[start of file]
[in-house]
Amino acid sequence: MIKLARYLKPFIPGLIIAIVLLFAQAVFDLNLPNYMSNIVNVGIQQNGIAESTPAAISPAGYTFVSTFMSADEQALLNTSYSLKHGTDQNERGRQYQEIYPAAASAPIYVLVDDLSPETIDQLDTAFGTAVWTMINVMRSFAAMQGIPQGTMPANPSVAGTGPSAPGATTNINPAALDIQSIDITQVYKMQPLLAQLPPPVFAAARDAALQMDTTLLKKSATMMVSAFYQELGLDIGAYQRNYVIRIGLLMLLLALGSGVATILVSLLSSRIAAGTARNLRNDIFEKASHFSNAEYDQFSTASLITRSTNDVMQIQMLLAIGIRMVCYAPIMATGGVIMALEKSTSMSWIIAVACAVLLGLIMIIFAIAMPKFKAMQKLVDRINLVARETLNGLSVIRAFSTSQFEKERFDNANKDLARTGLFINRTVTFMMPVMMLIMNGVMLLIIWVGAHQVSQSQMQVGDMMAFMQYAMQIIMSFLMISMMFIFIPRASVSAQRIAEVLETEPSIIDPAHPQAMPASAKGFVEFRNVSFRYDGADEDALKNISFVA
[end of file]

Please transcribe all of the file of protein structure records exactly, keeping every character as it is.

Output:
[in-house]
Amino acid sequence: MIKLARYLKPFIPGLIIAIVLLFAQAVFDLNLPNYMSNIVNVGIQQNGIAESTPAAISPAGYTFVSTFMSADEQALLNTSYSLKHGTDQNERGRQYQEIYPAAASAPIYVLVDDLSPETIDQLDTAFGTAVWTMINVMRSFAAMQGIPQGTMPANPSVAGTGPSAPGATTNINPAALDIQSIDITQVYKMQPLLAQLPPPVFAAARDAALQMDTTLLKKSATMMVSAFYQELGLDIGAYQRNYVIRIGLLMLLLALGSGVATILVSLLSSRIAAGTARNLRNDIFEKASHFSNAEYDQFSTASLITRSTNDVMQIQMLLAIGIRMVCYAPIMATGGVIMALEKSTSMSWIIAVACAVLLGLIMIIFAIAMPKFKAMQKLVDRINLVARETLNGLSVIRAFSTSQFEKERFDNANKDLARTGLFINRTVTFMMPVMMLIMNGVMLLIIWVGAHQVSQSQMQVGDMMAFMQYAMQIIMSFLMISMMFIFIPRASVSAQRIAEVLETEPSIIDPAHPQAMPASAKGFVEFRNVSFRYDGADEDALKNISFVA